Donovan's situation differs from that of Beckham a year ago
I wonder if David Beckham has afforded himself a wry smile at the irony of this week's statements from Landon Donovan, in which he said he would like to skip the start of the MLS season in order to lengthen his stay with Everton.
What a difference a year makes. Twelve months ago, as Donovan prepared for the new MLS season with the L.A. Galaxy, his hackles were raised by Beckham's successful lobbying for an extension to his loan at AC Milan, and Donovan went public with his criticism, claiming that, among other things, the Englishman was not committed to coach Bruce Arena's side.
For Los Angeles, the knock-on effect was having to play the opening 3½ months of 2009 without one-half of its most dynamic duo. When Beckham did return, the media descended on the Home Depot Center to report on the conflict between the club's two stars, causing an unwelcome distraction for them and the rest of the team.
In the months following, Donovan mended fences, admitting he was "unfair" and that he did not give Beckham a chance to show his humility. He also signed a new contract with MLS, one of the clauses of which allowed him to seek overseas loans during the offseason. Soon afterward, a deal was struck with Everton, which led to a loan spell so successful that both player and club have sought to increase its length.
Some may claim that, given his criticism of Beckham last year, Donovan's quest for an extension of his own makes him look hypocritical and guilty of some of the same failings. However, though it is true that there are similarities between the situations, they are not completely identical.
First and foremost, like the rest of us, soccer players are fundamentally motivated by looking after "No. 1." Given that, the actions of Beckham a year ago and of Donovan now are understandable. Both are career-minded men who have come to see a greater benefit for themselves in playing abroad -- in the short-term at least -- than in plying their trade in MLS.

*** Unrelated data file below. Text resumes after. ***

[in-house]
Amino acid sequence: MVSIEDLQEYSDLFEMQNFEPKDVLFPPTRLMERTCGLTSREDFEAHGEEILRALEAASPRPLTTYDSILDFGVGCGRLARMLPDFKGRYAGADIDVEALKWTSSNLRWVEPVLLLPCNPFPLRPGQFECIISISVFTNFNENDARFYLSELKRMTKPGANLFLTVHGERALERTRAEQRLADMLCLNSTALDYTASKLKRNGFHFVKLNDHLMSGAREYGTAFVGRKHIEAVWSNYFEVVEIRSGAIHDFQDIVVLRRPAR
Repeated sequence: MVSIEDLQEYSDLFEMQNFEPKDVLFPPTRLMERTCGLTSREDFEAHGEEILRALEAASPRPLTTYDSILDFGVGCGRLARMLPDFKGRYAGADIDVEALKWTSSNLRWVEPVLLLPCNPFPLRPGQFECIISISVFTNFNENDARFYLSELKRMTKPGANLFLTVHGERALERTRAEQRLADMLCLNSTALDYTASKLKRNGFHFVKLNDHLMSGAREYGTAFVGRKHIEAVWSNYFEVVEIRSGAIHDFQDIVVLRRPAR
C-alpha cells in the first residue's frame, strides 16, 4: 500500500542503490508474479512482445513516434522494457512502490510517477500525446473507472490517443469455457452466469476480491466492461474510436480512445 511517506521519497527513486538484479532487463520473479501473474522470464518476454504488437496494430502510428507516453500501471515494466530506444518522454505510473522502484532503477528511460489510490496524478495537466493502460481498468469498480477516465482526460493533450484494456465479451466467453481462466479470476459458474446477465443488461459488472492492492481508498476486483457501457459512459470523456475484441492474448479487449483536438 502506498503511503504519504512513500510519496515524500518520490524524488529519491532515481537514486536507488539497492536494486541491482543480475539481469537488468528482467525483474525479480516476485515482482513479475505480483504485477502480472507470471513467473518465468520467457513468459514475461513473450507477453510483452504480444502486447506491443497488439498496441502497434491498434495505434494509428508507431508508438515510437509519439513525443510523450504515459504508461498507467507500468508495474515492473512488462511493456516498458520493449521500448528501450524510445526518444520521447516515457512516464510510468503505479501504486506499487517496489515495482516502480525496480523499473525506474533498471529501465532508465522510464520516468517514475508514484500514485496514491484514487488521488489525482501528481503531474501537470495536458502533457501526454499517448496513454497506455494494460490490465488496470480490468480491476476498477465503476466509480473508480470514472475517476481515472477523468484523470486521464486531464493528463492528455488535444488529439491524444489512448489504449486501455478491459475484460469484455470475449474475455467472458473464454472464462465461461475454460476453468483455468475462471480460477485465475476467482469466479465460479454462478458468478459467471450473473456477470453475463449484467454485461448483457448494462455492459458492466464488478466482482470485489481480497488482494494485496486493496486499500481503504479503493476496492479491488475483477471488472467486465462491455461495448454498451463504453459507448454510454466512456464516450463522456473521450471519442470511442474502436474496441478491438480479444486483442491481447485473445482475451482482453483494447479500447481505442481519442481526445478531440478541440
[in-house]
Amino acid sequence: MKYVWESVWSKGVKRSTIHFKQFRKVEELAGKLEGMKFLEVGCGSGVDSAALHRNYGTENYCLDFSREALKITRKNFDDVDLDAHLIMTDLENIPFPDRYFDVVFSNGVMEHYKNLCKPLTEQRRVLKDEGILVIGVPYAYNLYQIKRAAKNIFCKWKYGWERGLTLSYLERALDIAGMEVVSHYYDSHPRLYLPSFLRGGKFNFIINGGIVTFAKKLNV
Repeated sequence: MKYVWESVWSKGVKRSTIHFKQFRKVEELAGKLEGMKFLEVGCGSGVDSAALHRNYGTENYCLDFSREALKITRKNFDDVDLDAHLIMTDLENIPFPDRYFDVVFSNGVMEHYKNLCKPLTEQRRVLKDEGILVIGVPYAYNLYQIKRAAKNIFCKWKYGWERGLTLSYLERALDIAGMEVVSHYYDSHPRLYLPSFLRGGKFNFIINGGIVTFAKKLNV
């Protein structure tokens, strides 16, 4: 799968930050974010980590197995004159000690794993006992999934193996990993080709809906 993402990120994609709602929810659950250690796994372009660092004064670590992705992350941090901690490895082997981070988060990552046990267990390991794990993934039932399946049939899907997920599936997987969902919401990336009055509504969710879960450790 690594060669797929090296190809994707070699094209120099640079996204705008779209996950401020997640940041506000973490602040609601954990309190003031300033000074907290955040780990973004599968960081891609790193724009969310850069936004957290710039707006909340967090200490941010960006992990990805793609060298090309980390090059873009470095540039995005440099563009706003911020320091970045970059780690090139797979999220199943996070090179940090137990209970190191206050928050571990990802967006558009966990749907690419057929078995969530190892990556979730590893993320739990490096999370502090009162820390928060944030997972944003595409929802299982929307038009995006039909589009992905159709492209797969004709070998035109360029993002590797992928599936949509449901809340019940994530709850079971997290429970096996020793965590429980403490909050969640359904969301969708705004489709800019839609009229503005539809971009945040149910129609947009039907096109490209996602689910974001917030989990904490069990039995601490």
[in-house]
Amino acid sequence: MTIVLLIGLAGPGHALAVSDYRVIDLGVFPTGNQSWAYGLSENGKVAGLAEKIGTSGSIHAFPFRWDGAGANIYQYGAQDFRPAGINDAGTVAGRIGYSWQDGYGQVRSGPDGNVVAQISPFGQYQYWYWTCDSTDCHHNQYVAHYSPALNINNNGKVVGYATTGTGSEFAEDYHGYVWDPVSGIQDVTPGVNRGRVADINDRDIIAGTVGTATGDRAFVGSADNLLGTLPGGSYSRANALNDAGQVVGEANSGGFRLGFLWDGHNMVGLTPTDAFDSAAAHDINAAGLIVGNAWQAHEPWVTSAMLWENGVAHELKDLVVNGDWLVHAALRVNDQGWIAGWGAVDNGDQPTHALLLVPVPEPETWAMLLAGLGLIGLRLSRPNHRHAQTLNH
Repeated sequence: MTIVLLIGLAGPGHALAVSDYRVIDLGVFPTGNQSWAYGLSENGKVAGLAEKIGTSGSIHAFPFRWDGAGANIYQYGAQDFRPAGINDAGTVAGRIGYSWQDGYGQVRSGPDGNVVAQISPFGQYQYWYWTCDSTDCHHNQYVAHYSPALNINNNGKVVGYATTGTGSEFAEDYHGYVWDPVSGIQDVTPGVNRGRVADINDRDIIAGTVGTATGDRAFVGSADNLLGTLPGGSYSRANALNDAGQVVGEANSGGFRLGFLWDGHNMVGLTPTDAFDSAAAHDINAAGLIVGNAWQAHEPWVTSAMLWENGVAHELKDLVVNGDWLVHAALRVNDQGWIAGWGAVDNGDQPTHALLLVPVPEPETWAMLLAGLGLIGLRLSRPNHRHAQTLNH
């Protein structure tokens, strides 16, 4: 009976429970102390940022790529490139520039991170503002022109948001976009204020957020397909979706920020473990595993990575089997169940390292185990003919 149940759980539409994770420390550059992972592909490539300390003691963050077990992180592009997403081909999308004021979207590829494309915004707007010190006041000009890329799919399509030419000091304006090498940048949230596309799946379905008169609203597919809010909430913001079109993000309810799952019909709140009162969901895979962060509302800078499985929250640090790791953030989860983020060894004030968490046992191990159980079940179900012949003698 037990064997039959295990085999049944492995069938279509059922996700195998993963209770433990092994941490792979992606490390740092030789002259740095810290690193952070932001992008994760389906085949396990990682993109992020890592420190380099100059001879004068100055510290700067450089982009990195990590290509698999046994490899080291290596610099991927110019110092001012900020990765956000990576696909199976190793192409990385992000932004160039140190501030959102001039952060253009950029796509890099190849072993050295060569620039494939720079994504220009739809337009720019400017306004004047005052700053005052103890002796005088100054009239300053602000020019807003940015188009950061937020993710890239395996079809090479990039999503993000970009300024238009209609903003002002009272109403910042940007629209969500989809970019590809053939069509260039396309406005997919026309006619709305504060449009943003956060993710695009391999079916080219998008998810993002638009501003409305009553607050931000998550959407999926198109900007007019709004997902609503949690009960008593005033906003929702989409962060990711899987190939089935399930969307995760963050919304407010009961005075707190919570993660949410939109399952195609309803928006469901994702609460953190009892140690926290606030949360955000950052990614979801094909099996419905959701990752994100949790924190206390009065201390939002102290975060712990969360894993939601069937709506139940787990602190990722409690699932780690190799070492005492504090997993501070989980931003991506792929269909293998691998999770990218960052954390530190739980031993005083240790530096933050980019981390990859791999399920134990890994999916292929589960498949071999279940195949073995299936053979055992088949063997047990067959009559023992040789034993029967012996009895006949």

However, whereas Beckham's ultimate aim was to effectively double the length of his loan in order to finish the Serie A season with AC Milan, Donovan is on record as saying that he wants to extend his stay with Everton by just one month until April 15, which would allow him to play immediately for the Galaxy upon his return to Los Angeles.
If, that is, there are games to play in -- the specter of a possible players' strike has to be a major factor in Donovan's thinking and a major reason for the game of brinkmanship he is currently attempting to play. Returning to America only to then down tools in solidarity with his colleagues would do little for his career, especially with a World Cup looming.
Meanwhile, projecting forward to the longer term, I wonder what Donovan's thoughts are about the four-year, $9 million contract he signed in December. Does he regret putting pen to paper, or will his ambition be satisfied by a two-month sojourn in Europe every January?
Perhaps we will never find out. Such has been the impression Donovan has made in his short time at Everton. His list of suitors has grown to the extent that, if the price is right, a post-World Cup transfer back to Europe is a strong possibility -- although whether Goodison Park would become his new, permanent home would remain to be seen.
The future, though, is just that. For now, Donovan will settle for another month on Merseyside.
A thing that made me go hmmm
Donovan's future could be impacted by the latest collective bargaining agreement talks, which are due to take place this week.
After two negotiation extensions still failed to provide enough time for MLS players, the league and its owners to come to terms on a new deal, the opposing sides will return to the table along with George H. Cohen, the director of the Federal Mediation and Conciliation Service, who will serve as mediator in the discussions.
It should be noted that Cohen's presence is in a "nonbinding" capacity, meaning nobody should be fooled into thinking that, at this stage, this is anything other than a small step in the right direction toward finally agreeing on a new CBA. His input may help, or it may muddy the waters further.
The fact is that the divisive issues remain the same. The players remain focused on their goals, with two of the most fundamental being free agency and guaranteed contracts, both of which the league and owners have hitherto refused to grant.
For its part, MLS is prepared to operate under the old CBA and has stated that it will not sanction a lockout. Thus, there is greater onus on the players to make something happen. Time is running short to get a deal done before the start of the regular season on March 25, a date which could, in theory, see players use the most useful piece of leverage remaining to them, which is to strike.